Chevy Volt vs. the Honda Civic and Insight Concept
The side rear view mirrors seem to have a nice sleek, straight, flat on the bottom look this to me is an interesting feature. But is a little too long or too thin. If you look at the head lamps they are almost level with the rest of the lines of the car. They don't set too high or go up pass the side window, they set just below the window line. If you look at the side shot of the car the top edge of the head lamps are almost level and balanced with the rest of the cars lines. If you look at the 2007 Honda Civic Type-R you will notice a the top edge of the front and rear lamp line up with a crease line on the side. It is almost as if they are designing the top of the vehicle above the head and tail lamps separate then the lower portion. Maybe they are designing the top as one piece then tilting the forward or backward in respect to the wheel wells. If you look at the Honda 2009 Insight concept from the front it looks a little too rounded of on the sides, this may be because of the camera being too close. The hood is ok, except maybe for the side creases that are angled down. Some of the front end and grill needs to change. It's like every thing is flowing as one complementing or assisting each others flow or angles. It's like a bunch of line that break at the then show up again still level with the previous line. It's like they are designing their cars without wheel wells (reminds me of the sliced section of a UFO, disc, or smooth stone) and then cutting the holes in the clay for the wheels so that every thing lines up. They probably do the same thing with the interior design as well. They may also be using a CNC to cut the holes for the wheel wells. I wonder if they use CNC for the interior cuts for the steering, shifter, leg room, etc....
Honda FCX concept 2006 - I think this may be the flagship of the Honda empire - kind of like Star Wars - The top part of this concept reminds me of a water droplet (looking top down) with its head and tail cut sort or flattened - wide mid lower front and a little narrower top rear - like a triangle - it's like they took a square cube of clay and cookie cut a round disc shape and then sliced a rectangle out of it straight across and then made the top as a triangular droplet - after that they rounded or smoothed out the corners. If you look at the front end you will notice a line flowing down from in between the hood and fender (the separational gap) down across the bump near the bottom and around to the other side. This line looks sort of like a Humpback whales' mouth. The top side of the vehicle is like the hull of a ship or a trees leaf placed upside down with windows cut into it. I remember watching an Episode 43(Tailgate Up vs. Tailgate Down) of MythBusters where they used circulating water to help reveal trapped vortexes. They used a pick-up truck model to try and tell if there was plus or minus drag with the tailgate up or down. Maybe they're designing their vehicles in this way. Testing the lower part of the vehicle in circulating water and the top part(just above the lights) flipped upside down on the suface of circulating water like testing the hull of a ship then the 3rd test will be to combine them togather into 1 unit and test submerged in circulating water as seen on MythBusters. I've noticed that some cars' lower halves resemble a speed boats hull looking from the sides:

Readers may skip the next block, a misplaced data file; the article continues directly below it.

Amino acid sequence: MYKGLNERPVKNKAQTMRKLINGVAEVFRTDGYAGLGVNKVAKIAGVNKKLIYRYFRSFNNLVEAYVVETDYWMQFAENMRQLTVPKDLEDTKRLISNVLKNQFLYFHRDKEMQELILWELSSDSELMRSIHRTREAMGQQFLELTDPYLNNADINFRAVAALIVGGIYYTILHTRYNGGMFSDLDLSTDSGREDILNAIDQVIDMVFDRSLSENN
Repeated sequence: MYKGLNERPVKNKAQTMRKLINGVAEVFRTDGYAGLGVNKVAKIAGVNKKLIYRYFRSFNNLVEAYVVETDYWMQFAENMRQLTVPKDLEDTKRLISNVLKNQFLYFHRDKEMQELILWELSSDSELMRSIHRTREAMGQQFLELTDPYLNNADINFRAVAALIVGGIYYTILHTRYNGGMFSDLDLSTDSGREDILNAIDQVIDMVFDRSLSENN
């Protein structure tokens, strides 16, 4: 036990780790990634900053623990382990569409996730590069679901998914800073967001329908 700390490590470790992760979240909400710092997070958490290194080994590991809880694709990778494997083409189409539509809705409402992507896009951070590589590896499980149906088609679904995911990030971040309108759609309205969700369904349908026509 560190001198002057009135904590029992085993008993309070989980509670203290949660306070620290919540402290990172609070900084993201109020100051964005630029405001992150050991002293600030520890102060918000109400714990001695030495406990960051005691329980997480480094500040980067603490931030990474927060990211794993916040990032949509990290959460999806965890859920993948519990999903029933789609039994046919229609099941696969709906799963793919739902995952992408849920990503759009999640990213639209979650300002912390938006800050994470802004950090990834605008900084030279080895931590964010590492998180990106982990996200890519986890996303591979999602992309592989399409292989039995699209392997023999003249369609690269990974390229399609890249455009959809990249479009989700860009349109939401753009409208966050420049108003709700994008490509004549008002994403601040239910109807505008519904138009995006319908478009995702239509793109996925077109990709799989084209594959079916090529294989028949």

2003 Mitsubishi Eclipse:
1968 Dodge Charger from the move Blade 2 - side has a crease that breaks about mid-way, it looks muscular, is mostly level and most goes from head to tail lamp. Wind resistance is a problem that's way some racers remove things that protrude out from the car. Things like rubber guard strips and emblems. This helps to reduce wind resistance and makes the car more seemless and look more muscular.
Non-Continuous lines, lines that angle up too sharply, big but cars
Non-Continuous lines, lines that angle up too sharply, big but cars, smooshed, concaved hoods and narrow pointy at the front fenders.
2008 Dodge Sling Shot Chrysler Concept
2008 Dodge Viper GTS.jpg - looks like too narrow in the center
2008 Dodge Ram 1500 Daytona Quad Cab 4x4 Pickup
Symmetrical in common usage generally conveys two primary meanings. The first is an imprecise sense of harmonious or aesthetically-pleasing proportionality and balance; such that it reflects beauty or perfection. ...
Last edited by SilverMayne; 10-23-2008 at 03:41 PM.
Boshi: The Japanese word for either cap or hat is "boshi". It is interesting to note that some form of headwear is universally required of primary school children (even in those schools where uniforms are not required) but that increasingly secondary schools are not enforcing or abolishing the hat requirement. Japanese adults rarely wear hats today except for sports or to keep off the sun; baseball caps are still very popular among young boys, however.Boys and men wore hats and caps much more commonly in the past. No well dressed boy's outfit in the 19th and first half of the 20th century would fail to include a hat or cap. Today headgear is less commonly worn. The difference being a cap is a close-fitting head covering resembling a hat, but differing principally because of the absence of a brim or by having a brim that only partially circumvents the crown.
Boshi: In Japanese the word "boshi" is also used for caps. There is no separate word for a cap, headwear with a visor rather than a brim. In past boys used to wear the French style béret, nowadays has been replaced by cap with its visor on side over ear if not completely backwards.
NARUTO Japanese "HACHIMAKI" - reminds me of the baseball caps with the metal plates fixed to the top of the brim of the hat